New Web Site Aims to Increase Meaningful Parent Involvement in Schools

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ParentInvolvementMatters.Org was recently launched to encourage successful family-school-community partnerships and increase meaningful parent involvement in schools. It provides free information and resources to parents, educators and trainers, including articles, success stories, programs and a consultant directory to connect professionals with the schools and parent groups who need their services.

A just-launched Web site,, aims to increase meaningful parent involvement both at school and at home, and to encourage successful family-school-community partnerships. The site was created by a grassroots group of parents, educators, counselors, psychologists, school administrators and professional trainers who advocate involvement beyond bake sales and traditional school volunteering.

Marilyn Price-Mitchell, president of the nonprofit, explains, "Most schools miss the opportunity to foster the type of parent involvement that contributes to better parenting and higher-achieving students. Instead, they deluge parents with requests to fill volunteer jobs and raise money. While these activities are essential to the survival of many schools, they don't help kids develop into successful adults.

"We want to change the definition of what it means to be an 'involved' parent," Price-Mitchell continues. "Our new Web site is a clearinghouse of ideas and tools for anyone who's interested in a deeper level of involvement. Parents must teach respect, discipline, and a love of learning at home, and hold their kids accountable for their behavior and academic performance. In turn, schools must listen to parents, collaborate with them, and teach them how to become effective advocates and problem-solvers in their children's education. shows how this can be done." offers free information and resources, including a list of organizations that support parents and schools, a list of parent education programs, current research on parent involvement in education, and articles about parent involvement by professionals in the field. The site also highlights success stories submitted by schools who have found positive ways to involve parents, and features a consultant directory to connect professional advocates for parent involvement with the schools and parents who need their services. There is even a bookstore, where the latest and best books on parent involvement can be found in one spot. is supported by a national advisory board of leading professionals in the field, including: Leonard Goodstein, former executive vice president of the American Psychological Association; Anne T. Henderson, a senior consultant with the Annenberg Institute for School Reform in Washington, D.C. and author of Beyond the Bake Sale: The Essential Guide to Family/School Partnerships; Kate Mattos, communications counsel for the National Education Association; Jane Nelson, author of the Positive Discipline series of books; and Mary Pipher, a clinical psychologist and best-selling author of Reviving Ophelia. is also the home of ParentNet, a 10-year-old parent involvement program that has been successfully used in more than 35 schools nationwide, and whose free program materials can be accessed on the site and used by any school.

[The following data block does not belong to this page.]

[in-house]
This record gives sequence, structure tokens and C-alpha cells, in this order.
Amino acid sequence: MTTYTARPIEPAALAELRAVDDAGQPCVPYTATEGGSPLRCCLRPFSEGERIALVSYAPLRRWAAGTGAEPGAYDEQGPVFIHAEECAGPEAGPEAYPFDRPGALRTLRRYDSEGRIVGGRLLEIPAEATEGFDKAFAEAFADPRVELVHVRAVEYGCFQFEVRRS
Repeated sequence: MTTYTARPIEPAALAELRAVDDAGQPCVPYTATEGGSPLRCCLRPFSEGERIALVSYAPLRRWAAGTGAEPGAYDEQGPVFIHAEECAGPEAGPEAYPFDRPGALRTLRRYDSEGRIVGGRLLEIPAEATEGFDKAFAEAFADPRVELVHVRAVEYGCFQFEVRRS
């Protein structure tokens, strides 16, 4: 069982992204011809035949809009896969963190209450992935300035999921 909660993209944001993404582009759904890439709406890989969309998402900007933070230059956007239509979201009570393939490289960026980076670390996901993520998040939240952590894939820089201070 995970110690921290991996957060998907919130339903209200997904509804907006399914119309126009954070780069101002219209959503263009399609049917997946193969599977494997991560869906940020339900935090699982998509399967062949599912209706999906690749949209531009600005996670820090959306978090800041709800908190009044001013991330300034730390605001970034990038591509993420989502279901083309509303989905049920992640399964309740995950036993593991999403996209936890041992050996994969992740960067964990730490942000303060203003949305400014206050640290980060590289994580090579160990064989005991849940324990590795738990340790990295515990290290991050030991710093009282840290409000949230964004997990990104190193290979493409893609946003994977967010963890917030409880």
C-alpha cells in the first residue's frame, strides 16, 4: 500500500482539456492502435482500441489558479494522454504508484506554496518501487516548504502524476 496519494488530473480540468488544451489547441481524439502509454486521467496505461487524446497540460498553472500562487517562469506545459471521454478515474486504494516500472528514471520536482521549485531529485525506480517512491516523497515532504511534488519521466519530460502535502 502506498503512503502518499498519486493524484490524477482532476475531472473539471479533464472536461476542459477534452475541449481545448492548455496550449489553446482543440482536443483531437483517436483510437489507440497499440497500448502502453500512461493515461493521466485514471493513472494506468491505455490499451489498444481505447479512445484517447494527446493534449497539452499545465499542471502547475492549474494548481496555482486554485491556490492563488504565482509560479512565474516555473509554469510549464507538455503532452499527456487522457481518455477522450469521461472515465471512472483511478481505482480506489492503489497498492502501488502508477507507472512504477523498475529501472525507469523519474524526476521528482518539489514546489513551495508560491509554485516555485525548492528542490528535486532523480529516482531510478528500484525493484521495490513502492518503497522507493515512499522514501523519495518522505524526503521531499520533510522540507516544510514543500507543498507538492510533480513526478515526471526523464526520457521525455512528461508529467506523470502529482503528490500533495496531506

Price-Mitchell, a co-creator of ParentNet, says that there's more than one way to foster meaningful parent involvement in schools. "ParentNet is an excellent tool -- but it's just one tool that can be used. recognizes that there are many programs and resources available -- and offers them up in one online community. Every school is different, and our site shows the wide realm of programs and practices that can truly build strong family-school-community partnerships."

Improved parent involvement in schools is one of the eight goals set forth by the National Education Goals Panel and endorsed by Presidents Bush and Clinton. The latest research by Public Agenda shows that the most important type of involvement is what parents do at home that makes a positive difference in the academic, social, and emotional development of their children.


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Marilyn Price-Mitchell
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